Back in January, the spokeswoman for Russia’s Ministry of Foreign Affairs, Maria Zakharova, told Soloviev that she has received a flood of inquiries from American Trump supporters imploring her to provide information about obtaining Russian citizenship. She seemed particularly impressed with communications from a certain blogger, who immigrated to the United States from the USSR and was now interested in going back to Russia, allegedly fearing “repressions.” Zakharova didn’t specify whether she was talking about the Russian YouTuber who posted videos at the Capitol on Jan. 6 and subsequently went on Russian state TV to blame “antifa” for the violence.
The Kremlin has long been toying with the idea of attracting Western supporters—and even potential émigrés—to side with Russia, and even move there. A stream of Steven Seagals would fuel Putin’s claim that Western democracies have lost their credibility and appeal. In 2018, a photograph of Trump supporters donning T-shirts that read, “I’d Rather Be A Russian Than A Democrat” was proudly showcased in Russian state media as evidence of the Kremlin’s growing popularity with American Republicans. A recent opinion poll confirmed that Putin is more popular than President Biden among Republican voters.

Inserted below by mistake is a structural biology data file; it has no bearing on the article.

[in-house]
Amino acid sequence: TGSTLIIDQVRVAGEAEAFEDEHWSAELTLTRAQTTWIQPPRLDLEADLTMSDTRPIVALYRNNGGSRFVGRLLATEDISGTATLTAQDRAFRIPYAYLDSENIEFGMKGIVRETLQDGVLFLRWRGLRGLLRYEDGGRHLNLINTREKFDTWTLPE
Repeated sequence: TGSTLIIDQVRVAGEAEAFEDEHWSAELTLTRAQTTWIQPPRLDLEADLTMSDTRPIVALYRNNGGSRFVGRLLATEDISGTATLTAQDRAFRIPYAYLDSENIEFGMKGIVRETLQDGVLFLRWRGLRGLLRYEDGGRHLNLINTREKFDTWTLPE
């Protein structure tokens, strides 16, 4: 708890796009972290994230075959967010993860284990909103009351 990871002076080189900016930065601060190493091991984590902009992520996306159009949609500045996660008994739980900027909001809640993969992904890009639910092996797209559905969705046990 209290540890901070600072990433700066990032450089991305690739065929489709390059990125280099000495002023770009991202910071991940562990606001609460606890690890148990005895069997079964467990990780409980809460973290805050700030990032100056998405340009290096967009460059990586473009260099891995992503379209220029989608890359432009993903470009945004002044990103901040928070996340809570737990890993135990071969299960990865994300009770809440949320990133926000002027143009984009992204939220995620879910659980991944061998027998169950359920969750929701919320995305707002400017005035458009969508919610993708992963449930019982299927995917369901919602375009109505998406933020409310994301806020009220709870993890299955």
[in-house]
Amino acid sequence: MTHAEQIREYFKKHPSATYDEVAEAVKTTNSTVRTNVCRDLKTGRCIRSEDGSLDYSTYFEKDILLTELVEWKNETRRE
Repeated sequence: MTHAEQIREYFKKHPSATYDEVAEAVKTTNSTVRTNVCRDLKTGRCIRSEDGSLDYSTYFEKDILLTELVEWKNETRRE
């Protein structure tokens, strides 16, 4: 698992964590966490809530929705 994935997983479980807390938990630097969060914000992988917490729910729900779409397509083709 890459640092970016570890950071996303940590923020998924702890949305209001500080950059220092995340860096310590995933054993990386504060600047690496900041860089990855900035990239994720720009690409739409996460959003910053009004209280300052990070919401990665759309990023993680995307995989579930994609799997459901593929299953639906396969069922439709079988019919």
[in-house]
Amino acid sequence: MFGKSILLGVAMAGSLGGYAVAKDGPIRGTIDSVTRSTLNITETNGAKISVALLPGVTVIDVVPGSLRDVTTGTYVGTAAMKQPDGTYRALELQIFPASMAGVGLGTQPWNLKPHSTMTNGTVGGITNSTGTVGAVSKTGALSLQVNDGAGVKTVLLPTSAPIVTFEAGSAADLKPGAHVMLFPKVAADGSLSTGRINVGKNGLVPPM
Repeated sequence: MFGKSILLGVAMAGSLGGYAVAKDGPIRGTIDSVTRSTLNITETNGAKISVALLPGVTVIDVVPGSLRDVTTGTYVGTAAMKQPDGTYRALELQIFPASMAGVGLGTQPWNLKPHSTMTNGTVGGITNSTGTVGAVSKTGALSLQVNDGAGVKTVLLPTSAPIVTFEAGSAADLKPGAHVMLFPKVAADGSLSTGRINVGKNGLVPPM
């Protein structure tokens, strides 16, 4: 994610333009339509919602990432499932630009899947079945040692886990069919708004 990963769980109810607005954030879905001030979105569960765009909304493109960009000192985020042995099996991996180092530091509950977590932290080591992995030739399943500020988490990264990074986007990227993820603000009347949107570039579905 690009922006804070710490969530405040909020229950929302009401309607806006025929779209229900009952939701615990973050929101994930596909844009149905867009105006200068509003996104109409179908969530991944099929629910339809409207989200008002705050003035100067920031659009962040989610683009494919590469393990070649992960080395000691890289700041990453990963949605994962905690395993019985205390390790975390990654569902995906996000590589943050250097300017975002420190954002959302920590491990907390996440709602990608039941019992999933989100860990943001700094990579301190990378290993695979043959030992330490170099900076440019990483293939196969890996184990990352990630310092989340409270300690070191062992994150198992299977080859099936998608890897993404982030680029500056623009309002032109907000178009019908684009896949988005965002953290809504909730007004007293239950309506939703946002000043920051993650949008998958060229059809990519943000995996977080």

Simonyan excitedly claimed: “More and more people see our country—and Putin as its leader—as the embodiment of the place they can run to, like the West used to be for former Soviets.” She boasted that her media outlet receives plenty of support from English-speaking audiences, claiming that it proves the massive disenchantment of average Western denizens with their governments and popular ideologies.